A study of 29 bright quasars has turned up something unexpected. Four of these quasars are located inside dusty galaxies that are still rapidly forming stars, but the quasars are so powerful, they may be punching holes in the galaxy, allowing us to see them. The discovery could help explain giant galaxies where little stellar formation has occurred for billions of years.
Peering back towards the dawn of time, astronomers see giant galaxies that are so busy making new stars, they are called dusty starburst galaxies, with the dust a byproduct of star formation and explosion. Yet when we look closer to home, many equally large galaxies have become burnt out, barely able to produce new stars. This creates a puzzle as to the reason for the transformation.
Astronomers have detected some distant starburst galaxies that, considering their enormous distances, are bright at wavelengths somewhat shorter than a millimeter. Surprisingly, many of these galaxies have been found to lie close to quasars – supermassive black holes accreting material so rapidly they emit vast amounts of energy. Indeed, about a third of quasars at distances greater than 12 billion light-years appear to be in close proximity to these “submillimeter-bright galaxies” (SMGs).
To investigate this relationship, the Atacama Large Millimeter/submillimeter Array examined 29 quasars. In 16 cases, the quasar and SMG are close but not co-located, possibly engaged in a gravitational dance. The authors of the paper in the Astrophysical Journal believe the quasar’s light will be useful to probe the circumgalactic medium around the SMGs.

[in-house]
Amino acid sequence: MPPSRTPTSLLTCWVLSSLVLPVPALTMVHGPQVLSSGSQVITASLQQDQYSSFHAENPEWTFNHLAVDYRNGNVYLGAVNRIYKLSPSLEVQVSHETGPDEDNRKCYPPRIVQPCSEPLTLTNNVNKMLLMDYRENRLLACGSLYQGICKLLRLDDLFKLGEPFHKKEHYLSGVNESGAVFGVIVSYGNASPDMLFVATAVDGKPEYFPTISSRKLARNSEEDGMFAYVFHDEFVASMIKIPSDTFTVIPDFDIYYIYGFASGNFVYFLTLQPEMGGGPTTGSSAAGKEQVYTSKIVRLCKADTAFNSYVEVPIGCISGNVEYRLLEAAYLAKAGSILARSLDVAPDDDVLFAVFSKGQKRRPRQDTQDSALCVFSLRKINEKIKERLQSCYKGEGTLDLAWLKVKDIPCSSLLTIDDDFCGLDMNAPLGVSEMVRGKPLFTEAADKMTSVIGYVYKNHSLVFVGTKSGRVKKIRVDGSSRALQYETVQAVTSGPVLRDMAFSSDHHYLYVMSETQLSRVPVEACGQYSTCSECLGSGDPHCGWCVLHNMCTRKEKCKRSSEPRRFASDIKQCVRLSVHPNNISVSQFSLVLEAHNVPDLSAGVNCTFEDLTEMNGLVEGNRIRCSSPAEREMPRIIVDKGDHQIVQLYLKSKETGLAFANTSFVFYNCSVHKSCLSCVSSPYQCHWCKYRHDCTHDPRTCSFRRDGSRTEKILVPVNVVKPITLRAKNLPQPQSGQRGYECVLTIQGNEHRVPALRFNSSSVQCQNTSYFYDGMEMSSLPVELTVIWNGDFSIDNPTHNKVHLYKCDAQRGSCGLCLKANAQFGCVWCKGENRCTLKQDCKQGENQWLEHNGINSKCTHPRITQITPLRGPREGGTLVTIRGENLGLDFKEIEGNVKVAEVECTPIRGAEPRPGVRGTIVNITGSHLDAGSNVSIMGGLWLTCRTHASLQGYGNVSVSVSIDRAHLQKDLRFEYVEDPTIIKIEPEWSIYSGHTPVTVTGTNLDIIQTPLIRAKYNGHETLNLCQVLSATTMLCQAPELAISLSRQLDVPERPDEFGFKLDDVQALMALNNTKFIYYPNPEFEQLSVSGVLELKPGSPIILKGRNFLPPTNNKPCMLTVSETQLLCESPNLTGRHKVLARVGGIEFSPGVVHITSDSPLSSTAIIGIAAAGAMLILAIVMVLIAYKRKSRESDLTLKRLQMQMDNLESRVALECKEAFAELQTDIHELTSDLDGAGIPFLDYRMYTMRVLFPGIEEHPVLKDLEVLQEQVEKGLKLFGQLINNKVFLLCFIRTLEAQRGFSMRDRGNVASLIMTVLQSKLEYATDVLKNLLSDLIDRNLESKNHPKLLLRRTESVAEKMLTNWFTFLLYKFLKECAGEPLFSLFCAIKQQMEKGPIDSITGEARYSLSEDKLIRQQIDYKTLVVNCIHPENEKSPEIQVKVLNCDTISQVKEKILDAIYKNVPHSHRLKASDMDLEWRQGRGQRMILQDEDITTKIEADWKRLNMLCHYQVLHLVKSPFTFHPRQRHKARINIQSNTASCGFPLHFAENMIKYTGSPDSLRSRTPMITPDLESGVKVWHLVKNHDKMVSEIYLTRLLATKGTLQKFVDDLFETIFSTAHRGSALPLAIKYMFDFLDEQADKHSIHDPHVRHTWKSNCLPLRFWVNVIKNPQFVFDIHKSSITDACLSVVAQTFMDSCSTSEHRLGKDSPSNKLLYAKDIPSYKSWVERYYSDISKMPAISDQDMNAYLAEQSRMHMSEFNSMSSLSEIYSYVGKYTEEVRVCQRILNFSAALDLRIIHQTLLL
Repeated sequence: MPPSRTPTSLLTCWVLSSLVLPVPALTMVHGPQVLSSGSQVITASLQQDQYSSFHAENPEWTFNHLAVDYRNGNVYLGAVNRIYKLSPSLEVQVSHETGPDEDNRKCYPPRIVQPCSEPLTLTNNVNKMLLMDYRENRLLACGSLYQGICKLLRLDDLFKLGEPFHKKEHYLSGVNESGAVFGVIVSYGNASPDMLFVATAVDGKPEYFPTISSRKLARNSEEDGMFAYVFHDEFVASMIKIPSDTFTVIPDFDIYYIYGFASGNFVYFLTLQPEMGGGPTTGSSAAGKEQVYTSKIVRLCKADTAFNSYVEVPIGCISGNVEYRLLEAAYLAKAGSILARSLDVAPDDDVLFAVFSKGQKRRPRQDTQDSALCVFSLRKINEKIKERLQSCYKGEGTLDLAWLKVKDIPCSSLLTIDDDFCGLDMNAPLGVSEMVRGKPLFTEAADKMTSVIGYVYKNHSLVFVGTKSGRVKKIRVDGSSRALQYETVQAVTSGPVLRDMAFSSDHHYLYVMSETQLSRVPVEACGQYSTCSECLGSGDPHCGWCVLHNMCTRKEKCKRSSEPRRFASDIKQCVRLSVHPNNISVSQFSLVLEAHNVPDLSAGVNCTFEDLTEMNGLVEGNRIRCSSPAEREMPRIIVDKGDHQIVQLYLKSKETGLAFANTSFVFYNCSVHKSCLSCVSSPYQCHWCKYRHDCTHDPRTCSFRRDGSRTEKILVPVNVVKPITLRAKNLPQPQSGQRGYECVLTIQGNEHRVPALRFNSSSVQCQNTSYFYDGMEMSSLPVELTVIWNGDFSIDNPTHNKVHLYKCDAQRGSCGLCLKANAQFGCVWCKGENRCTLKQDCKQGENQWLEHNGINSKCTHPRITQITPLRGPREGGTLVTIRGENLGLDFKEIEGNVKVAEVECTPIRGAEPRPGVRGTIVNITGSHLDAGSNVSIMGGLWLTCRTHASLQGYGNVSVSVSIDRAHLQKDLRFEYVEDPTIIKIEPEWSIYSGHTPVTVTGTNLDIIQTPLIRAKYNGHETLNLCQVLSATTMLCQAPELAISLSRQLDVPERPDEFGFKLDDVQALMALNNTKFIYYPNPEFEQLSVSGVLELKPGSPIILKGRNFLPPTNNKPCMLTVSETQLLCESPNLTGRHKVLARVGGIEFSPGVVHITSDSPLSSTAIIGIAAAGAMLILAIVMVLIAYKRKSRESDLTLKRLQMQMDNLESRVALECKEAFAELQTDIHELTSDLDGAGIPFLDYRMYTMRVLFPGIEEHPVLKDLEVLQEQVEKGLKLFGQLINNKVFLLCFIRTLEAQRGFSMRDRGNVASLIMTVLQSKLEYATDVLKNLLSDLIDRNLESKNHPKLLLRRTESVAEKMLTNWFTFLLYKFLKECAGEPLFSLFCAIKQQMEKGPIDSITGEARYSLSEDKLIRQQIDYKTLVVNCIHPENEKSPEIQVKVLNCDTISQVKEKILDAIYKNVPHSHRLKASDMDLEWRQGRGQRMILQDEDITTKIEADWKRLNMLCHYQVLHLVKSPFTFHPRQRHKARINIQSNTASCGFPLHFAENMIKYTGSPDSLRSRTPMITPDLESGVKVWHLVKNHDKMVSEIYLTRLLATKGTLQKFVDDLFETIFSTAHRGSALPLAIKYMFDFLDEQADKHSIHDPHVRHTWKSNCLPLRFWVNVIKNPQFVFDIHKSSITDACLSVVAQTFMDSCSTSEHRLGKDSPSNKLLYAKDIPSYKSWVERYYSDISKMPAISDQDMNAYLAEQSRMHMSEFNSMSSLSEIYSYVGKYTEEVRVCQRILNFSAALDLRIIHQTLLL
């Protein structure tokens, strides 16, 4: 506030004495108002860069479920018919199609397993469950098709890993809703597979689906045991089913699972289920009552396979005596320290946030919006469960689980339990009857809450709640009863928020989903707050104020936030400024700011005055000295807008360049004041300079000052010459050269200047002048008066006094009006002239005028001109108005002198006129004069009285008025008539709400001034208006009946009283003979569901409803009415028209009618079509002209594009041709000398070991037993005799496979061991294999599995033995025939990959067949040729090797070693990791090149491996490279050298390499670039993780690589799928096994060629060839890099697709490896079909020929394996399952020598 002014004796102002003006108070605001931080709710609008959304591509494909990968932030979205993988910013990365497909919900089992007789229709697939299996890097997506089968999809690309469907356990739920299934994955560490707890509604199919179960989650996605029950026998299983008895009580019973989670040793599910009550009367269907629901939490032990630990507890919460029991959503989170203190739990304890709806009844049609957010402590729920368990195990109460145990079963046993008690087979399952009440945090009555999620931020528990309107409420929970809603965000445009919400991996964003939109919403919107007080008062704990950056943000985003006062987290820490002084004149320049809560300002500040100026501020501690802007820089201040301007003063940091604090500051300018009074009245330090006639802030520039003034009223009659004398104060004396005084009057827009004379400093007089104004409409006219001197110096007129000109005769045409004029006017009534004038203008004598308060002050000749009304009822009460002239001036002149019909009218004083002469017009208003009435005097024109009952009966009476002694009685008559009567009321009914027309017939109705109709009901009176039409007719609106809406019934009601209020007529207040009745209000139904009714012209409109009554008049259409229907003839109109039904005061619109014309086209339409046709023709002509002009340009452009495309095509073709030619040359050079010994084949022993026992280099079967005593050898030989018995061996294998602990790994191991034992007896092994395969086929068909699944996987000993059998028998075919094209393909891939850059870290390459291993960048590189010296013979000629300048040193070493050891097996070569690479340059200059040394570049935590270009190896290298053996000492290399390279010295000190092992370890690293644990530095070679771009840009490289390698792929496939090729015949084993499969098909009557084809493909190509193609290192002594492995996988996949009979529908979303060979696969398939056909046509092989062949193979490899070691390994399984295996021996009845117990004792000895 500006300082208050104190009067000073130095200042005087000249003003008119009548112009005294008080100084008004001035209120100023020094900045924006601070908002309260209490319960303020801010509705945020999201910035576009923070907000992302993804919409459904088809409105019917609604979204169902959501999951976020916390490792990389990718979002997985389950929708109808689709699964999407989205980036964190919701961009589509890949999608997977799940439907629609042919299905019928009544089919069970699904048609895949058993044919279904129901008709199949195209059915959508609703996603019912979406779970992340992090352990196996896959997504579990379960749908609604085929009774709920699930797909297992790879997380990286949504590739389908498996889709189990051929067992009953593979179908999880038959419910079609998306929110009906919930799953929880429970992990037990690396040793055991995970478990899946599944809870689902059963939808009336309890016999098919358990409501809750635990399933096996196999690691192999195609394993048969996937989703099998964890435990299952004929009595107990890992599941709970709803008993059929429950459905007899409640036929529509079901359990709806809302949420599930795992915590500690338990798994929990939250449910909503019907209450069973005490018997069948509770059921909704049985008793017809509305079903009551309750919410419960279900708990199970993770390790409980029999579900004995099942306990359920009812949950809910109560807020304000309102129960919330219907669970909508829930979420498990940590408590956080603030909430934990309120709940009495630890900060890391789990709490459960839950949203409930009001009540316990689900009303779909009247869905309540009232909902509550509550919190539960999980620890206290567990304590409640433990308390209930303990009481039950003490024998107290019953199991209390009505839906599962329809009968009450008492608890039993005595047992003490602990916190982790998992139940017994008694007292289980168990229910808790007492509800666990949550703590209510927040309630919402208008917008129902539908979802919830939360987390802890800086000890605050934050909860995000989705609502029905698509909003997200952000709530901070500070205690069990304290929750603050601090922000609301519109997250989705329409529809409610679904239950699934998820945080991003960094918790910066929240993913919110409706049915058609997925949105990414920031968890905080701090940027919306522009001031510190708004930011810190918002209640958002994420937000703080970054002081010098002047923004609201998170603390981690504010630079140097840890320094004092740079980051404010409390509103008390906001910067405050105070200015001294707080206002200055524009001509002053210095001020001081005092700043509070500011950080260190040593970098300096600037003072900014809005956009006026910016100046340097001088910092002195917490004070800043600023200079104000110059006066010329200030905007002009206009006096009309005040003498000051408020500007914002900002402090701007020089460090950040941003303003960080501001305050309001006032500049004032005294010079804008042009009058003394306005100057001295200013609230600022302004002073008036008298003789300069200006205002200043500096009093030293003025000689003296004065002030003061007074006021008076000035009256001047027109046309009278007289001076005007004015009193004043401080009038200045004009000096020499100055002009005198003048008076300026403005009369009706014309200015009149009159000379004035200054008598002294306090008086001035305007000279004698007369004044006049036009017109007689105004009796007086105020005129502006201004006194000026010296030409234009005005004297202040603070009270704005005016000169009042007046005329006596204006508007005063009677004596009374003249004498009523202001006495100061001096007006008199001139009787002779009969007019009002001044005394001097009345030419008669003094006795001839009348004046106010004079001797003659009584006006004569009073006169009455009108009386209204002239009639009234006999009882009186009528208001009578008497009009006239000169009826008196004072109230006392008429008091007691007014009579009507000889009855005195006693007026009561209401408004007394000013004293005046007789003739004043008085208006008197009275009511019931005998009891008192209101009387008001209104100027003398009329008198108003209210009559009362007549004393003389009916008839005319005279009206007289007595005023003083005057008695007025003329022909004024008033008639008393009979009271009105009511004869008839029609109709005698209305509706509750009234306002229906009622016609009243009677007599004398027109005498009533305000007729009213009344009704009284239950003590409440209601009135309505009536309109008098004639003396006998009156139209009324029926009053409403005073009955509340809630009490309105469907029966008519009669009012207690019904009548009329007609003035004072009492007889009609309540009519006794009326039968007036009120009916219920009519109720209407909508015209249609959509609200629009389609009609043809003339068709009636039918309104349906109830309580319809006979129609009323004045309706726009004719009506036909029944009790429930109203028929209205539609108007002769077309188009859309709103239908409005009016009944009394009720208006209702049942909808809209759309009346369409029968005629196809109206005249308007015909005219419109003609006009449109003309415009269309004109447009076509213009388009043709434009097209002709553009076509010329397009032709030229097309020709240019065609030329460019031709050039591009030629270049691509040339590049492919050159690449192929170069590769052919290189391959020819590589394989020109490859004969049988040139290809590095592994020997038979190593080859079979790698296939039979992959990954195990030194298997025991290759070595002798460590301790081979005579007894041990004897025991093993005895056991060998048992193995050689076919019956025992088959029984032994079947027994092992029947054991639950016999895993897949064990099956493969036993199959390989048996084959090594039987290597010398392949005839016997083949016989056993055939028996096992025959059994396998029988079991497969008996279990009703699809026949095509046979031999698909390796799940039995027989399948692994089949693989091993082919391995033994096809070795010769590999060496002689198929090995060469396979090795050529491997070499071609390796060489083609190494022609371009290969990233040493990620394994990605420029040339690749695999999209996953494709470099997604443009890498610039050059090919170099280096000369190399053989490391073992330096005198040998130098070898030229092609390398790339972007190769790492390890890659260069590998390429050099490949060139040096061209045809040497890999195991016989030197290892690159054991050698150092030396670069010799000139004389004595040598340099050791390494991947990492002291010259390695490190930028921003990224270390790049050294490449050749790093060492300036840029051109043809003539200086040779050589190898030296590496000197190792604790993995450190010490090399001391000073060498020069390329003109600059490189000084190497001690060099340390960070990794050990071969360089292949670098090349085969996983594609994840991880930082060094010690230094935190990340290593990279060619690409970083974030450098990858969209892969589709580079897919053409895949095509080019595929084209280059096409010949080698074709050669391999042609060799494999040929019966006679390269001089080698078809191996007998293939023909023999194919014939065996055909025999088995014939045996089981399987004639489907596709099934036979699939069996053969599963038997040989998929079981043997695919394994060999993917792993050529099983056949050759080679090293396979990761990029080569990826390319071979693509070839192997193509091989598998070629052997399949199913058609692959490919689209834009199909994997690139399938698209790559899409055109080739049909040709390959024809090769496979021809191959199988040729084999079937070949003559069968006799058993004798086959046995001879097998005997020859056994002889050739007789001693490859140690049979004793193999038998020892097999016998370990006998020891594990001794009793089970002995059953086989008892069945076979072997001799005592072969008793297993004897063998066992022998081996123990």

Four of the cases are even more interesting, with the quasars apparently located inside the dusty starburst galaxies. This was unexpected since such thick dust ought to obscure the quasars. "So, the fact that we saw any such quasars implies that there must be more quasars hidden in dusty starbursts," said Dr Hai Fu of the University of Iowa in a statement. "To push this to the extreme, maybe every dusty starburst galaxy hosts a quasar and we just cannot see the quasars."
So why are these quasars visible? Fu and his co-authors propose that the quasars are emitting so much energy that they pushed out enough gas and dust to convert the galaxies into doughnut shapes. We can see these particular quasars because the galaxies happen to be aligned with their holes facing us. With so much raw material expelled from the galaxy, star formation stops, eventually leading to the galactic wastelands we see today.
The study also found two quasars that are close to, but not inside, galaxies with which they may be merging. These two quasars could prove extremely interesting targets for future study, potentially giving us unprecedented information about galactic evolution and the material that surrounds large galaxies.